But for all the action outside the park, a stealth operation inside proved most efficient. “We had operatives go into the park who started pamphleting people on Main Street,” Stilwell recalls. “You saw fear in management’s eyes for the first time. Even though our ranks were shrinking, we were getting more militant.” The Mouse booted the leafleters out while thumbing through thousands of job applications that came after the ultimatum passed. The next day, unions readied for a residential picket of Nunis’ waterfront home in Laguna Beach. Word of the impending action got back to Disney officials, and both sides suddenly returned to the negotiating table.
The majority of members voted to approve the new contract, ending the strike on Oct. 16, Ramos’ 31st birthday. The unions didn’t get the two-year contract they sought, which included 3 percent to 8 percent raises. While Disneyland won a two-year wage freeze, it conceded to keeping health benefits for part-time and seasonal workers—provided they worked 20 hours over five-day schedules. The park also agreed to limit outsourcing to 10 percent for union work.
“We were happy to go back to work, but the tension that was in the park between the people that crossed the line and those that stayed out was very extreme,” Ramos says. Stilwell recalls fistfights, ones that got former strikers fired more often than scabs. The bad blood lingered for well more than five years, but it was far from being the sole aftermath of the strike. Workers ended their paternalistic relationship with management; tokens of worker appreciation quickly disappeared. Over time, scabs were promoted to management positions.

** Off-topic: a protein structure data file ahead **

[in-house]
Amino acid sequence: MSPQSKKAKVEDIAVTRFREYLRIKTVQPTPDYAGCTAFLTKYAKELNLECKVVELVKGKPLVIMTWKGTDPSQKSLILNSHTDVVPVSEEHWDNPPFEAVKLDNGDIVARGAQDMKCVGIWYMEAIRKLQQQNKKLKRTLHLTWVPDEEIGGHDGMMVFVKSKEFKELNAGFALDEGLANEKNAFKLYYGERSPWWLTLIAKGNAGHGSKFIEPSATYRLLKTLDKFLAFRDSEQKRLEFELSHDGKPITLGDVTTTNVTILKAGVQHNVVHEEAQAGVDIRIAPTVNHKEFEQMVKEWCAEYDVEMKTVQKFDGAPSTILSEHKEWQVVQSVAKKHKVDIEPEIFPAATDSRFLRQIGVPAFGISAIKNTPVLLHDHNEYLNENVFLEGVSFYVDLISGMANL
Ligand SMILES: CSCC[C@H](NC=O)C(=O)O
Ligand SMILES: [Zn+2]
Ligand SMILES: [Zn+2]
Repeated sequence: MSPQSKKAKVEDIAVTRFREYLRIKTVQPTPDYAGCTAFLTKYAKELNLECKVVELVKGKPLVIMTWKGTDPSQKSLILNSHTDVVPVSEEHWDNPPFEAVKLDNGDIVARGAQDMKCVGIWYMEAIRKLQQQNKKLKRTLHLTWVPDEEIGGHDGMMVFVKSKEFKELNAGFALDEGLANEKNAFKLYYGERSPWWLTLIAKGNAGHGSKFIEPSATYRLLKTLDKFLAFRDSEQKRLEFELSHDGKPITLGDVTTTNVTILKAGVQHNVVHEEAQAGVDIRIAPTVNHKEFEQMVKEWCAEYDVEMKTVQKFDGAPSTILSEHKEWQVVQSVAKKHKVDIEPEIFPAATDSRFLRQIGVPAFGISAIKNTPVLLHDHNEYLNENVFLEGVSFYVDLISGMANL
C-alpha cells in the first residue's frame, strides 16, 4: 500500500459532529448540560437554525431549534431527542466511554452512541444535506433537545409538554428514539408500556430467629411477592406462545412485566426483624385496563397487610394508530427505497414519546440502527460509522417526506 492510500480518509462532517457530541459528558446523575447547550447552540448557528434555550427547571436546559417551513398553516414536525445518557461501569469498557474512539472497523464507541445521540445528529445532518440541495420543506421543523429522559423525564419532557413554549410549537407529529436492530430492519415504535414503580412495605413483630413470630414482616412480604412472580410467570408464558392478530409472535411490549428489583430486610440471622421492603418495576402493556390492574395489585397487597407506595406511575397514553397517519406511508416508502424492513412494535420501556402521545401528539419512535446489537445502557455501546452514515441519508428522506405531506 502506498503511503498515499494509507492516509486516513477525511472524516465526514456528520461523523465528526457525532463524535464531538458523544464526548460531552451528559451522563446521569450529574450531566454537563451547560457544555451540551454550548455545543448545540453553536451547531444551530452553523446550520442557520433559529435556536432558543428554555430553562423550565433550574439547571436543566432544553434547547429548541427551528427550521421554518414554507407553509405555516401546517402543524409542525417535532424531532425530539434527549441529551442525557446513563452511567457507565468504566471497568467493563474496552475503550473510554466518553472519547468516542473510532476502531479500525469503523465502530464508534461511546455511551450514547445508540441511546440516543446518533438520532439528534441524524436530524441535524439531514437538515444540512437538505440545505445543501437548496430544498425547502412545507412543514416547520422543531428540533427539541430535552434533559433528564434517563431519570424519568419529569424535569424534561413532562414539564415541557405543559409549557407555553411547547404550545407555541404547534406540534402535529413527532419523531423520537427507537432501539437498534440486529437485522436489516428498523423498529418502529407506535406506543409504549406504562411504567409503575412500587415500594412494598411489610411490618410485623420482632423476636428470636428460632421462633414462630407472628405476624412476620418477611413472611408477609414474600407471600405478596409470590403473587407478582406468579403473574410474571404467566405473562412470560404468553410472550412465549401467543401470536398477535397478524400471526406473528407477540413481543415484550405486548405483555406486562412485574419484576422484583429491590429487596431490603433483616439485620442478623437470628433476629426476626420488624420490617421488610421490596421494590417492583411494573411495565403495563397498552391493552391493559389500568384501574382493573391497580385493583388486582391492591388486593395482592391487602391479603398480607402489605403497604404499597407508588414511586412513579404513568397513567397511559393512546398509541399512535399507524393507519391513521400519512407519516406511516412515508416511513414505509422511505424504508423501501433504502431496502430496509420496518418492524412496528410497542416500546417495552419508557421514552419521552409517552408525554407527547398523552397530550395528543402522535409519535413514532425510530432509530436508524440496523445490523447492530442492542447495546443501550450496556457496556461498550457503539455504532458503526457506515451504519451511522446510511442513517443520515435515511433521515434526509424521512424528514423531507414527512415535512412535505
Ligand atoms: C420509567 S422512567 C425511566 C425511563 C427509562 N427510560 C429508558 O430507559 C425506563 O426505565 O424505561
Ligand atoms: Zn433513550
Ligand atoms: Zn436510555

“We had a lot of cast members quit,” Ramos says. “They just couldn’t take it anymore.” Relations only began to thaw between management and workers around the mid-2000s. The only visible signs of labor strife afterward happened at the Disneyland Hotel, then-owned by Wrather Corporation. Landscapers there went out on strike in ’85, followed by months of “striking on the job” by HERE Local 681 workers the following year. Cesar Chavez visited to walk the picket line in support of the latter dispute.
All the while, Disneyland kept chipping away, contract after contract, at benefits unions secured for their workers. Coincidentally, the ’84 strike began on Michael Eisners’ first day as CEO of Walt Disney Productions, Disneyland’s parent company, a tenure that helped transform the corporation into the empire it is today. “The park’s economic fortunes improved after that, but the percentage of the wealth shared with the workers kept shrinking,” Stilwell says. “Disney’s solution to the strike was to get rid of as many full-time positions as possible.”
And the company never had to face a united front again until the nine-member, local Coalition of Resort Labor Unions (CRLU) formed in 2016. “Either we hang together or we hang separately,” Stilwell says, having helped to lay the groundwork before retiring last year. “I’m surprised, frankly, with the progress we’ve made.”
The new coalition’s strategy came in the form of a survey, not a strike. But not all are on board. Teamsters Local 495, whose previous iteration formed part of the ’84 strike coalition, opted not to join the effort. Frustrated with contract offers of pitiful wage increases, the CRLU commissioned the study of Disneyland Resort workers in October. The harrowing portrait of Disney’s working poor struggling with declining wages, food insecurity and even homelessness made international headlines when it was released during a Feb. 28 town hall.
The findings proved to be a prelude for a $15 living-wage ordinance for taxpayer-subsidized companies in the Anaheim Resort. It’ll appear on the city’s ballot this November if enough qualifying signatures are gathered. Ramos, who owns a condo in Anaheim, plans to vote in favor of it. The 65-year-old custodian admits to being a bit disillusioned, though, with all he’s seen.
“A strike will never happen again at Disneyland,” Ramos says. “The cast members are the union. If the cast members aren’t strong, then the union isn’t strong, and the company knows that.”